Identification, Characterization, and Utilization of Adult Meniscal Progenitor Cells
Technical Report,01 Sep 2013,31 Aug 2017
Harvard University Boston United States
Pagination or Media Count:
Meniscal injuries are the most common traumatic leg injuries, accounting for over half of the knee arthroscopies performed each year. Damaged menisci rarely regain normal structural integrity or mechanical strength, and surgical repair cannot reliably prevent the degenerative changes that occur post injury and presage the development of knee osteoarthritis OA. New treatments centered on the stemprogenitor cell population resident within the adult meniscus will be key to derailing the connection between acute meniscal injury and post-traumatic knee OA. Here we combine mouse genetics with molecular and cell biology to develop a profile of repair cells in the adult meniscus, track meniscal stemprogenitor cell MSPC behavior within meniscus as function of age, and assess the contribution of resident MSPCs to repair after meniscal injury. During the research period we made significant progress toward our goals by establishing a standard protocol for harvesting MSPCs from 8 week, 6 month and 1-year old mouse menisci. MSPCs grow as colonies, express stem cell and meniscal gene signature markers found in adult human meniscus, and can be successfully passaged. We also piloted a novel mouse meniscal tear injury model, and are now ready to use this technique to examine the role of meniscal stem cells in injury repair.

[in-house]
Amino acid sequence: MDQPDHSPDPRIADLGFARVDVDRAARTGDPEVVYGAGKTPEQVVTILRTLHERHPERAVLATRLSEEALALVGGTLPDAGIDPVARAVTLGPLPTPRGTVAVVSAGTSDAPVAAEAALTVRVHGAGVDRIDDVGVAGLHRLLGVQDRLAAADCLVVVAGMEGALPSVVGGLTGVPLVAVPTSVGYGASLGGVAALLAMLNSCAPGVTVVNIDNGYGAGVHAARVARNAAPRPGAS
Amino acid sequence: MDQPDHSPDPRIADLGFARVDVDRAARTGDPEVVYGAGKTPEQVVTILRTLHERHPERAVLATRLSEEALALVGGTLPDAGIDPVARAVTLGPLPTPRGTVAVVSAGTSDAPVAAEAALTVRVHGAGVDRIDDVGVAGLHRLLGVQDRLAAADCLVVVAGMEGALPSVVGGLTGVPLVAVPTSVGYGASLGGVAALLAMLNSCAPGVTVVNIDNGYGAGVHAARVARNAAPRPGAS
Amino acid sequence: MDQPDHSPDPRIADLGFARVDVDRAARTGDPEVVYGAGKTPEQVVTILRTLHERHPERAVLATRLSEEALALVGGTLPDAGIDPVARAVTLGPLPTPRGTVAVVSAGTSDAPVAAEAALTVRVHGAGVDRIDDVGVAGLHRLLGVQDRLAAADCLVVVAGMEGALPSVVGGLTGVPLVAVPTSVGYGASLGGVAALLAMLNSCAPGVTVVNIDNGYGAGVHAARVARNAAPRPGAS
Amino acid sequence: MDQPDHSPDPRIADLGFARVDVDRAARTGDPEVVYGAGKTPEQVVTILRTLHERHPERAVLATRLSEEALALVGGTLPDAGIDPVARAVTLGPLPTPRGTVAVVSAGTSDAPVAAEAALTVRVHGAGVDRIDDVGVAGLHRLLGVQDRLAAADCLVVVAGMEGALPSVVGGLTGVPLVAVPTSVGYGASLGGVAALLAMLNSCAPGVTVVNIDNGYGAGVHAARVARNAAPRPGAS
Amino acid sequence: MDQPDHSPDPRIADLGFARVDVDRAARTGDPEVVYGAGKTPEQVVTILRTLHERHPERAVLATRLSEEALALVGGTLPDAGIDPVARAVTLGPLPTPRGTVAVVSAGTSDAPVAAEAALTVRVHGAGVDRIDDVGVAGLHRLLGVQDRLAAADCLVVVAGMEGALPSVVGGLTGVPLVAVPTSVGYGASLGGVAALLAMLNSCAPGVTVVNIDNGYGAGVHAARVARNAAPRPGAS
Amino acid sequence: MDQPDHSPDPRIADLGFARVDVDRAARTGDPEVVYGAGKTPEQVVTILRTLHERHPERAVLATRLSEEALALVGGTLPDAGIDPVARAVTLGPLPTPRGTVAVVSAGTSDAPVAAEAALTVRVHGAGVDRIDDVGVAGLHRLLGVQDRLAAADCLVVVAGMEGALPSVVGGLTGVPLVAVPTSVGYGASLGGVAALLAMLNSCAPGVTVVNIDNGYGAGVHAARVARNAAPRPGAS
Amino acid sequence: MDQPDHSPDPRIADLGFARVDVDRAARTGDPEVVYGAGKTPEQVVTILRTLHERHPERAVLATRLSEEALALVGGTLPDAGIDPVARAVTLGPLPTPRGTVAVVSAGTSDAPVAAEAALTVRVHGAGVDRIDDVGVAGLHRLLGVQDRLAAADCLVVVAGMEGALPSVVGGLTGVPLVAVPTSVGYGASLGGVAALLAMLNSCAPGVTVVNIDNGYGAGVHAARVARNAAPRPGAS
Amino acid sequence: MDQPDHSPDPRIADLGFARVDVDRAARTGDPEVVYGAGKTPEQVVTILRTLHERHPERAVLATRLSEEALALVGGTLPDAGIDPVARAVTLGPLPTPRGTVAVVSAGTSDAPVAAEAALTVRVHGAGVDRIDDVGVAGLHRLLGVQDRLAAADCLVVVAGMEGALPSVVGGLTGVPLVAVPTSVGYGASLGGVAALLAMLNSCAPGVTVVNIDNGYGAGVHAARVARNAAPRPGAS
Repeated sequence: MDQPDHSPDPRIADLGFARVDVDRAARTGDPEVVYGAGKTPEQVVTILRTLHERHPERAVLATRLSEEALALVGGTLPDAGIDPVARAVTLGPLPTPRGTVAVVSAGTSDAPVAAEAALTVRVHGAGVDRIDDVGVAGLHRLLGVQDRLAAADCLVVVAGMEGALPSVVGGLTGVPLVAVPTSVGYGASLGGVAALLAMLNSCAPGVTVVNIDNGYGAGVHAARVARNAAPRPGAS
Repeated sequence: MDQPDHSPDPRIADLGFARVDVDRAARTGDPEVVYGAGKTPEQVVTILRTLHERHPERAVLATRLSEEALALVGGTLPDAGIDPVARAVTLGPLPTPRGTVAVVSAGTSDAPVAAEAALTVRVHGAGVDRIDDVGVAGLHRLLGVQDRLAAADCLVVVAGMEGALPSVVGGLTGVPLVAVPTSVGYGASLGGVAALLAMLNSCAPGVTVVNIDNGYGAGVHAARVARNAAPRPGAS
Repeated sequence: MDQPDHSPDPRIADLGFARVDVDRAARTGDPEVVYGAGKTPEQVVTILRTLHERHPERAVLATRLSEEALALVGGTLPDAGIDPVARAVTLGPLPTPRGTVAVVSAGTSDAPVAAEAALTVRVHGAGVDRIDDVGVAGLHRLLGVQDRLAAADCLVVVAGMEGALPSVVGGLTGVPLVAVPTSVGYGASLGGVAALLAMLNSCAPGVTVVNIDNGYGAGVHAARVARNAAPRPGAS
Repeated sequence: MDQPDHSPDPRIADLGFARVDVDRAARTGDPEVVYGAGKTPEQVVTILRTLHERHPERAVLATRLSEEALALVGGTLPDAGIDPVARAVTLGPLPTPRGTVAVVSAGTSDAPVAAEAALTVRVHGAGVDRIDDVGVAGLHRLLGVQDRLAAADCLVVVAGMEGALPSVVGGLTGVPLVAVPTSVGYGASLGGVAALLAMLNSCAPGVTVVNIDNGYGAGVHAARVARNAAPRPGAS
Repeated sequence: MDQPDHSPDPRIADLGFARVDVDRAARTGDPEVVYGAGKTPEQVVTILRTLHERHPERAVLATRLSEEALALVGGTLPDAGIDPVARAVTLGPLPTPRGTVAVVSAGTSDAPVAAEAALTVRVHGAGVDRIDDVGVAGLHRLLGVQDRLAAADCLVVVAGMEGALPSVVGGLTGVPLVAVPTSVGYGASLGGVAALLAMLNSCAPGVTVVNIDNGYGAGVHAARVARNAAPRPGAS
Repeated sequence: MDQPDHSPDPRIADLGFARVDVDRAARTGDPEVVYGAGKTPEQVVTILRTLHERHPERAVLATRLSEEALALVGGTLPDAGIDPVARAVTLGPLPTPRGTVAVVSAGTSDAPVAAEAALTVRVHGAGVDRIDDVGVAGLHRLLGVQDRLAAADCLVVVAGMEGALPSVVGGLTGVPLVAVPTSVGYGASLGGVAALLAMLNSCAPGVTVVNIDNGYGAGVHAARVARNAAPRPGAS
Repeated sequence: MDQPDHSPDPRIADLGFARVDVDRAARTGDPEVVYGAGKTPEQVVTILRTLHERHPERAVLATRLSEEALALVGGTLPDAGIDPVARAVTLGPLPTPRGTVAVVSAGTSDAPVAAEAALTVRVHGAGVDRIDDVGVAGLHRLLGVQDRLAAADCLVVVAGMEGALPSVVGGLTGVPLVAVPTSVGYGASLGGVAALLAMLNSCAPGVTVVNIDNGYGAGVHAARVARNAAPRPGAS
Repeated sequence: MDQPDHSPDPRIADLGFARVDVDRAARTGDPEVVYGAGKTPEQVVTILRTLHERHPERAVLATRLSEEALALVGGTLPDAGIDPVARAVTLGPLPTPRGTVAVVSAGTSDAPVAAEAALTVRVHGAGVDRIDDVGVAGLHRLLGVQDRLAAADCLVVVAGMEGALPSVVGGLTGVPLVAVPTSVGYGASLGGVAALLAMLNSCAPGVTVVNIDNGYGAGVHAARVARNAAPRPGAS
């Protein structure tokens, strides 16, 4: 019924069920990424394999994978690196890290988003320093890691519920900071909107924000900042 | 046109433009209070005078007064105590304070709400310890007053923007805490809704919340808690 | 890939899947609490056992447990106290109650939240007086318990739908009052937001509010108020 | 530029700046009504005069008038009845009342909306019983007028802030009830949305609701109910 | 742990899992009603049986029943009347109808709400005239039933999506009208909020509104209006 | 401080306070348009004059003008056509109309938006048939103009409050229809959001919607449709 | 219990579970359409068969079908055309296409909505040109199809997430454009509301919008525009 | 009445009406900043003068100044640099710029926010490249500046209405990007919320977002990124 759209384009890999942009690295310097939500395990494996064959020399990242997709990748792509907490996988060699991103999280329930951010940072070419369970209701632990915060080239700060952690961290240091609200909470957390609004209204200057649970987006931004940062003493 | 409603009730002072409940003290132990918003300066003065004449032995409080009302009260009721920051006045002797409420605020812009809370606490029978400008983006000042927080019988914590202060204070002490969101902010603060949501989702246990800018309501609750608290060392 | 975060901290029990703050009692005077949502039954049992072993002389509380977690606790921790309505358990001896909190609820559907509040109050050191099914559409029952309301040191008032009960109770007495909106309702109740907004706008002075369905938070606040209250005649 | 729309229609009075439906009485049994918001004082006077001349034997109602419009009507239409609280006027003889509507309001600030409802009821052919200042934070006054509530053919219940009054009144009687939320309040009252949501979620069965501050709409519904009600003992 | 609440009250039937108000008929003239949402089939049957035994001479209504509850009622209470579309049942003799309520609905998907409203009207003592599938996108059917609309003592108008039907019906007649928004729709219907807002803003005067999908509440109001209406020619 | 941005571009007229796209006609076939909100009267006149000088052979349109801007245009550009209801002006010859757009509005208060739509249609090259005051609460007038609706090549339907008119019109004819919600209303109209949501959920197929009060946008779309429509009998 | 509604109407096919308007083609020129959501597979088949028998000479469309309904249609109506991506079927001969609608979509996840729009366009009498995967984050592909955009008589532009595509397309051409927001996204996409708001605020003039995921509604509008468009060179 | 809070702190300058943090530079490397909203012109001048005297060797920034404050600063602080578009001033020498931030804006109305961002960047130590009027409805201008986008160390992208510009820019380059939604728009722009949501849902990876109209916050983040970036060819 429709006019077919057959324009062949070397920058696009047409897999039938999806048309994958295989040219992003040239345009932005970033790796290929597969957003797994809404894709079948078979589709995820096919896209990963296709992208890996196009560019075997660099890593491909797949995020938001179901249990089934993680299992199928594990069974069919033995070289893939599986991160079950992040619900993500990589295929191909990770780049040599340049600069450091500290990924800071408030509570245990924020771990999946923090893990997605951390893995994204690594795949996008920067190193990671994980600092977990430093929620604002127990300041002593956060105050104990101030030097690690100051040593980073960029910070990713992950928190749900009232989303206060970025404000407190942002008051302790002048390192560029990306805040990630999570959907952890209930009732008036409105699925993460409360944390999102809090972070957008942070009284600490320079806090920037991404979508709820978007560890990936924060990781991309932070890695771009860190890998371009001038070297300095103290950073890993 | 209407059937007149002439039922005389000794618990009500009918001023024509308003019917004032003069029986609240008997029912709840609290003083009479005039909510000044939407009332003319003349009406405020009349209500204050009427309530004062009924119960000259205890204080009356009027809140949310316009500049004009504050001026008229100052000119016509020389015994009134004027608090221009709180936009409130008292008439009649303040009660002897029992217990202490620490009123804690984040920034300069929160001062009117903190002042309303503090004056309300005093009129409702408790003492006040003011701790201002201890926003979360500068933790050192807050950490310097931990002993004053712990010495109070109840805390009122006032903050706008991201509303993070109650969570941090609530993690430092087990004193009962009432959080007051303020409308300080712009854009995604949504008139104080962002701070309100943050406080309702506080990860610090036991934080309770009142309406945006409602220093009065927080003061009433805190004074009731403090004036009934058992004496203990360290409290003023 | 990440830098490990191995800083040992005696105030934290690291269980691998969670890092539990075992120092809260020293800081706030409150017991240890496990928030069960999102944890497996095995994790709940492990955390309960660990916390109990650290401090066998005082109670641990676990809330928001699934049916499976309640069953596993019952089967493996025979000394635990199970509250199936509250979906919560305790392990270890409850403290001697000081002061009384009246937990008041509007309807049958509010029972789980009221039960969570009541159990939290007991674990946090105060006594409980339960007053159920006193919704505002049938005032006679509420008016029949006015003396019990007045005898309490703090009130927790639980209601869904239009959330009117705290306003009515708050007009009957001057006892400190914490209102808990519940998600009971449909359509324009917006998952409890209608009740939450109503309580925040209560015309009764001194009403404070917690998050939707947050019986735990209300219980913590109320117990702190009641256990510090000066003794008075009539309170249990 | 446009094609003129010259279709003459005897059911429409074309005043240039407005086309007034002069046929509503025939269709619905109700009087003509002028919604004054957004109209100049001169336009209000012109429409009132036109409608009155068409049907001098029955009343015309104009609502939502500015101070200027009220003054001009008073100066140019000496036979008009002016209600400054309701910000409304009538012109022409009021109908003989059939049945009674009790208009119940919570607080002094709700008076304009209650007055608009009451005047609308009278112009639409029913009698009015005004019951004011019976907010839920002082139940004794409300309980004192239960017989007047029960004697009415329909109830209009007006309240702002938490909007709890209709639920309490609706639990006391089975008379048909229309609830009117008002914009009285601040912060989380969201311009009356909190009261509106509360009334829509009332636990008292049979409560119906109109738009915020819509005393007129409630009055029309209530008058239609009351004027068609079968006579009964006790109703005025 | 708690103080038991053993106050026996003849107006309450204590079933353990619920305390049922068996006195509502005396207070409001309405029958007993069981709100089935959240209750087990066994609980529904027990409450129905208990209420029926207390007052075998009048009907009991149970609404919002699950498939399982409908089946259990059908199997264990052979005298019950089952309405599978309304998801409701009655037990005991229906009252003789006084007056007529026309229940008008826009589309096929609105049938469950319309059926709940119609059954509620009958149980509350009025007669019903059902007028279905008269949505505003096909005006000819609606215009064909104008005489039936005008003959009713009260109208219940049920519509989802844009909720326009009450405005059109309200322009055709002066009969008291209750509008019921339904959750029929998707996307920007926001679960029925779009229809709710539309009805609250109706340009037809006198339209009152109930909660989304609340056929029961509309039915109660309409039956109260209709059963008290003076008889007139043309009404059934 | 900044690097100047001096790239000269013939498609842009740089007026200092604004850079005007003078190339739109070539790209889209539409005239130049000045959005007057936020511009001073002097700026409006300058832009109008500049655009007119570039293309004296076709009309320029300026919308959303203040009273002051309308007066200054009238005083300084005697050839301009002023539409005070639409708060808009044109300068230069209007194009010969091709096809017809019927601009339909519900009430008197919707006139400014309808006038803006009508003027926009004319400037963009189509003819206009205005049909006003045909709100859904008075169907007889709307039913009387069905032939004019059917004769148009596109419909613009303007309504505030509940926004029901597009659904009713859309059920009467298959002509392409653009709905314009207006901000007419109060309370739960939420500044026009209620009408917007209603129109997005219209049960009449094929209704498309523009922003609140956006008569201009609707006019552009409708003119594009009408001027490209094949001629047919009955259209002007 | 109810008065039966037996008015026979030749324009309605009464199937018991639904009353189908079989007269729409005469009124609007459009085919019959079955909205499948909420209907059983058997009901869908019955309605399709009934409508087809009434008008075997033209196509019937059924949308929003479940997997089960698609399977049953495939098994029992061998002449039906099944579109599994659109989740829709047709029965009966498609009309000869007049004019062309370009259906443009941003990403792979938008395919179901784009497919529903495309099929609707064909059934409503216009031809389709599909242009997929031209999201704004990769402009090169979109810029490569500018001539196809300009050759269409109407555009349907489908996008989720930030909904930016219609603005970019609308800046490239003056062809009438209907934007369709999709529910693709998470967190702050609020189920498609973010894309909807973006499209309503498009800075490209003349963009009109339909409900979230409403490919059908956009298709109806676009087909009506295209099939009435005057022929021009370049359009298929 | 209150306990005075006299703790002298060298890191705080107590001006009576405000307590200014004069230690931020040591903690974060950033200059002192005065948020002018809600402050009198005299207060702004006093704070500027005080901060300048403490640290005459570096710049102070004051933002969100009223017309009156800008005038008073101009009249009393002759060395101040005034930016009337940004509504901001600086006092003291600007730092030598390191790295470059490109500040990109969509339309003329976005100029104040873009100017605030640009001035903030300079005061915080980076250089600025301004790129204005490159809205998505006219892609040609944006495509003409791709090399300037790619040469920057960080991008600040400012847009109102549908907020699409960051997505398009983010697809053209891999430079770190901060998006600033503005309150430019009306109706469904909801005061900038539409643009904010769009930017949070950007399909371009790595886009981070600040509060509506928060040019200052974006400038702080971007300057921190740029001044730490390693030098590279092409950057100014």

- Medicine and Medical Research
- Anatomy and Physiology